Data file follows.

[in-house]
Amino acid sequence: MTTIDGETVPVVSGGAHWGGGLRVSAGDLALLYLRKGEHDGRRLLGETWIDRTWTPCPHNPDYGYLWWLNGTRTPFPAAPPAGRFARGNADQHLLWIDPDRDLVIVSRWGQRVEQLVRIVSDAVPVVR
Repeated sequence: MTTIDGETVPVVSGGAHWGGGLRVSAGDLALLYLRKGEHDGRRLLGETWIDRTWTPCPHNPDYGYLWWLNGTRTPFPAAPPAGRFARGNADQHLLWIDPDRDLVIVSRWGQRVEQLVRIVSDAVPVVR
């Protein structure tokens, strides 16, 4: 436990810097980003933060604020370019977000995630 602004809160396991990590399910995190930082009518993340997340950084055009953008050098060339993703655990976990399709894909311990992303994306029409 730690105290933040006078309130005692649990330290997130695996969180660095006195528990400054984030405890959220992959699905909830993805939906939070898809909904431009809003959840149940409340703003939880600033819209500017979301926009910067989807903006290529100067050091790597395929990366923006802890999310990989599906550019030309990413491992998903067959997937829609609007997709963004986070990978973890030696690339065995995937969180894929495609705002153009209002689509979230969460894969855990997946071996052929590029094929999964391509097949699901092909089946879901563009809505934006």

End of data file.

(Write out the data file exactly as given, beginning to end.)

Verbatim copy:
[in-house]
Amino acid sequence: MTTIDGETVPVVSGGAHWGGGLRVSAGDLALLYLRKGEHDGRRLLGETWIDRTWTPCPHNPDYGYLWWLNGTRTPFPAAPPAGRFARGNADQHLLWIDPDRDLVIVSRWGQRVEQLVRIVSDAVPVVR
Repeated sequence: MTTIDGETVPVVSGGAHWGGGLRVSAGDLALLYLRKGEHDGRRLLGETWIDRTWTPCPHNPDYGYLWWLNGTRTPFPAAPPAGRFARGNADQHLLWIDPDRDLVIVSRWGQRVEQLVRIVSDAVPVVR
């Protein structure tokens, strides 16, 4: 436990810097980003933060604020370019977000995630 602004809160396991990590399910995190930082009518993340997340950084055009953008050098060339993703655990976990399709894909311990992303994306029409 730690105290933040006078309130005692649990330290997130695996969180660095006195528990400054984030405890959220992959699905909830993805939906939070898809909904431009809003959840149940409340703003939880600033819209500017979301926009910067989807903006290529100067050091790597395929990366923006802890999310990989599906550019030309990413491992998903067959997937829609609007997709963004986070990978973890030696690339065995995937969180894929495609705002153009209002689509979230969460894969855990997946071996052929590029094929999964391509097949699901092909089946879901563009809505934006």